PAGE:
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Ted Cruz is trying to stay relevant, but he’s relying on a risky donor strategy

GOP and Democratic candidates turn to California as the last big push for voter support before conventions.

  • Ted Cruz‘s struggling campaign reveals the risk of leaning on a few big donors
  • A rise in confidence for California’s economy poses a problem for GOP candidates
  • Donald Trump slams Hillary Clinton for ‘off the reservation’ remarks
  • The savior this Oregon town has been waiting for? Trump
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Cruz appeals to Indiana voters’ Midwestern values on eve of primary

Once again, Sen. Ted Cruz is relying on a dose of Midwestern niceness to boost his flagging campaign prospects.

“I could not be more gratified, I could not be more encouraged that this primary is coming down to the Midwestern common sense, to the good judgment of Hoosiers,” Cruz said at a Monday night rally at the Indianapolis fairgrounds, capping off a frenetic day barnstorming the state before Tuesday’s pivotal Republican primary.

Cruz has been buoyed by the region before; his victory in Wisconsin last month surged the Texas senator’s momentum and put the GOP front-runner Donald Trump on the defensive. Now, after a series of losses on the East Coast, Cruz is trying to re-create that Midwestern magic.

To do so, he played up the qualities most likely to appeal to his conservative, religious and generally mild-mannered audience: truthfulness, respect, humility.

He encouraged the crowd -- which filled up about two-thirds of a cavernous pavilion -- to find online an exchange he had earlier in the day with a Trump supporter, who heckled him outside a meet-and-greet at a cafe.

“Most candidates would let the protesters go do their thing. I made a different decision,” Cruz said.

Cruz described his end of the conversation as respectful and civil, contrasting it with the Trump fan’s insults and cursing.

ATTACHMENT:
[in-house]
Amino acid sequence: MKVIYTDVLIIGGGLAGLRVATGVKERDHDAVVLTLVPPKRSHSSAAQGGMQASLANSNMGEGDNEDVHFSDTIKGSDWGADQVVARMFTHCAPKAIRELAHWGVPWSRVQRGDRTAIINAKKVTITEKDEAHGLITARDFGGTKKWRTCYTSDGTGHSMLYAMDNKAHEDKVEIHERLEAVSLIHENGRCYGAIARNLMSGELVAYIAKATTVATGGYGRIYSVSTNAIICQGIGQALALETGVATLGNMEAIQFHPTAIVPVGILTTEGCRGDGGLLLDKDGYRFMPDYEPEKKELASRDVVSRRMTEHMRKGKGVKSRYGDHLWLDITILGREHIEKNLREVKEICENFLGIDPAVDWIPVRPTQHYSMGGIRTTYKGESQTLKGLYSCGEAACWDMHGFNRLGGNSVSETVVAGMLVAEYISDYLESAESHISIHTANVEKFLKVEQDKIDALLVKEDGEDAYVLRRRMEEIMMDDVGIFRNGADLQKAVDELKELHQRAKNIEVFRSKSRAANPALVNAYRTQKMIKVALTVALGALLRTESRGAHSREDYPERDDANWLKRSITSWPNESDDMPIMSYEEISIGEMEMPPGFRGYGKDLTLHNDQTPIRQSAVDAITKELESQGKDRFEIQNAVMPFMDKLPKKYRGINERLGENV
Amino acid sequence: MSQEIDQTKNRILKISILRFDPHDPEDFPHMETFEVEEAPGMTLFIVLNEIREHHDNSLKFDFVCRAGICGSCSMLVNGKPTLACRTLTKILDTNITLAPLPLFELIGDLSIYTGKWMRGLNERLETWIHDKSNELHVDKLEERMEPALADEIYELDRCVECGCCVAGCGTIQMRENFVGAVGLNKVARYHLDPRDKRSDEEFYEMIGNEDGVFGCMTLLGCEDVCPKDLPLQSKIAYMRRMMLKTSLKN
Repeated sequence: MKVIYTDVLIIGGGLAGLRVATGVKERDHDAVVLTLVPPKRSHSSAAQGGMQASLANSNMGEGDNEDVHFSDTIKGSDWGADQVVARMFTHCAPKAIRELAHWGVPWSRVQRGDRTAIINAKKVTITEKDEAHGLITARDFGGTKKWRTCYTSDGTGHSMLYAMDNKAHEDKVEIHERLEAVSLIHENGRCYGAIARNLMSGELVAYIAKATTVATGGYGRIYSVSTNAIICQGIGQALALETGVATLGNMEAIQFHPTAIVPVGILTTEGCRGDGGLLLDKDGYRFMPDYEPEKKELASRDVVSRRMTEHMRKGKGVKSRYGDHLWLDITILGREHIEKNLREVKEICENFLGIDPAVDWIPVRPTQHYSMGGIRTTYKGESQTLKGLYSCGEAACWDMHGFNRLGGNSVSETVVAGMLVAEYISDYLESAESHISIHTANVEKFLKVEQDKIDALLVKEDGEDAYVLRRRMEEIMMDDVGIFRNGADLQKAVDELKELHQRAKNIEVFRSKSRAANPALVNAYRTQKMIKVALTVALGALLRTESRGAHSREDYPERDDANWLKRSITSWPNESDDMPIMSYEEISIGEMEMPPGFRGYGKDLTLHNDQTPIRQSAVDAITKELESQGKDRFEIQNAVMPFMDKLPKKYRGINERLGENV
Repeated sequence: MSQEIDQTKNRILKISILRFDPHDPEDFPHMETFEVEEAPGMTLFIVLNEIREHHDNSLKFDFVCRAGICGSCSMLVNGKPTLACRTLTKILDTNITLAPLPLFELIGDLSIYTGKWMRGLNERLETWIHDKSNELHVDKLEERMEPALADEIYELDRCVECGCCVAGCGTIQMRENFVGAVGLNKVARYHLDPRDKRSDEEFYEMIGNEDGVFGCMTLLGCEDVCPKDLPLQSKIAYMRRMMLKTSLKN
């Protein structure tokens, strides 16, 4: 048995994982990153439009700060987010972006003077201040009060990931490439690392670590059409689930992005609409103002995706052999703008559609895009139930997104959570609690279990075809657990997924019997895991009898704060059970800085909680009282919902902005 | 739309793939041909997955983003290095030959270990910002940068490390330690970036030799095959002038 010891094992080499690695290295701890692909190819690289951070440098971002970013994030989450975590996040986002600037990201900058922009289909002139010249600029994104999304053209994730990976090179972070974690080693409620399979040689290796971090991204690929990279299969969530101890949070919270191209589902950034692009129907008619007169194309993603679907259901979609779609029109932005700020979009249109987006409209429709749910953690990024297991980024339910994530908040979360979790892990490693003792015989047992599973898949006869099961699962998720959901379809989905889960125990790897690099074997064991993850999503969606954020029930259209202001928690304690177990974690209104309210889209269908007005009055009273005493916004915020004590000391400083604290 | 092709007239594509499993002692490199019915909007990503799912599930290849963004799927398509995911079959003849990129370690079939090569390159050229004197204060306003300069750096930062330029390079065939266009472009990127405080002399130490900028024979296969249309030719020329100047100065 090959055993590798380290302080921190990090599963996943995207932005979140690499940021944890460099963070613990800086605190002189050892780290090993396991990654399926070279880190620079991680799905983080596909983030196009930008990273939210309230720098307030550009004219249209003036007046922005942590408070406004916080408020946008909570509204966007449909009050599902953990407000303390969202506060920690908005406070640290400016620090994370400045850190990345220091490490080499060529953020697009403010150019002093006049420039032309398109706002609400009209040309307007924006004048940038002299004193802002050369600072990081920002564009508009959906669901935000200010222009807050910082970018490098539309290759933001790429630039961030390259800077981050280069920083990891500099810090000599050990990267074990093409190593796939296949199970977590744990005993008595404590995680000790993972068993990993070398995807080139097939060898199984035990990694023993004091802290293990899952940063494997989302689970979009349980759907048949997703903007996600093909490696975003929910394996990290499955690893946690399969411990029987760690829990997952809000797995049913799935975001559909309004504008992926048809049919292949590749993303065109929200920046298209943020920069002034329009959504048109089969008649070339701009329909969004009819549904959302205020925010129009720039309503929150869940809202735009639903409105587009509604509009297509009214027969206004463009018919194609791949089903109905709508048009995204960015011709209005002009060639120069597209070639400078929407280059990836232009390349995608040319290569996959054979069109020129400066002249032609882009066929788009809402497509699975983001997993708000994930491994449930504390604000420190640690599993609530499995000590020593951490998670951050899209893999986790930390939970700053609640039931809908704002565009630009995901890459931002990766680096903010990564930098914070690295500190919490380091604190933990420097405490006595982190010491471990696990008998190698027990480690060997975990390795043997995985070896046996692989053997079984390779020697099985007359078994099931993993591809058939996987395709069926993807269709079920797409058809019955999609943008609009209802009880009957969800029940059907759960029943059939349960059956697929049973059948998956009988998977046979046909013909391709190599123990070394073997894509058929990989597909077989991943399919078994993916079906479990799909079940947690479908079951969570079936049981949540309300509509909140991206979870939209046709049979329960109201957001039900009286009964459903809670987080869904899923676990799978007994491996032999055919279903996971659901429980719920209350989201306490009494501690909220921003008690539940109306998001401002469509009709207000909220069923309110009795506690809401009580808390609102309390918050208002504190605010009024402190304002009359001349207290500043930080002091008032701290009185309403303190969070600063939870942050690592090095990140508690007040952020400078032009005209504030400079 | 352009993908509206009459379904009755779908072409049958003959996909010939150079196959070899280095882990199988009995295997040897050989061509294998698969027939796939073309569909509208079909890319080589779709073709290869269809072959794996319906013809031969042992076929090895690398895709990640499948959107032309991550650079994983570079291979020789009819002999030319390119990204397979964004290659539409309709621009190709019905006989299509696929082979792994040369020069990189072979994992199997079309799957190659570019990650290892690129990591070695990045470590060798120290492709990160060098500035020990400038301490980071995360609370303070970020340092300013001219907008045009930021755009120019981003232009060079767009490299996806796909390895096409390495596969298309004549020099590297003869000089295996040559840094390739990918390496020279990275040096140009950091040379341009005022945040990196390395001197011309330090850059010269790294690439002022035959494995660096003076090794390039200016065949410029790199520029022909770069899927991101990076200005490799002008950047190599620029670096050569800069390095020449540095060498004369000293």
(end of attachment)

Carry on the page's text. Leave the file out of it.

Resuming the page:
“I was glad to see he was channeling the candidate he was supporting,” Cruz said.

Cruz described the exchange as a futile attempt to engage on policy issues with his sparring partner.

“Instead, he just began yelling,” Cruz said.

Still, Cruz said, he walked across the street to confront the protester because “I’m campaigning to be everybody’s president.”

Cruz’s message of wholesome values makes sense when courting voters like Karen Roorbach, a university administrator from Marion.

Roorbach, who was at Cruz’s cafe visit earlier in the morning, said she hoped in the Indiana primary the states “Hoosier values” would be apparent.

How would she describe those values?

“Faith and family. Education,” Roorbach said. “And working hard. Hoosiers are known as hard workers.”

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You wouldn’t know Bernie Sanders is struggling from his Indiana rallies

News out of the Bernie Sanders campaign has been rather glum in recent days.

He suffered several losses to Hillary Clinton, his campaign fundraising plummeted last month and he laid off hundreds of staffers. With only a handful of primaries left, Sanders is trailing Clinton by hundreds of total delegates, and his path to victory looks increasingly narrow.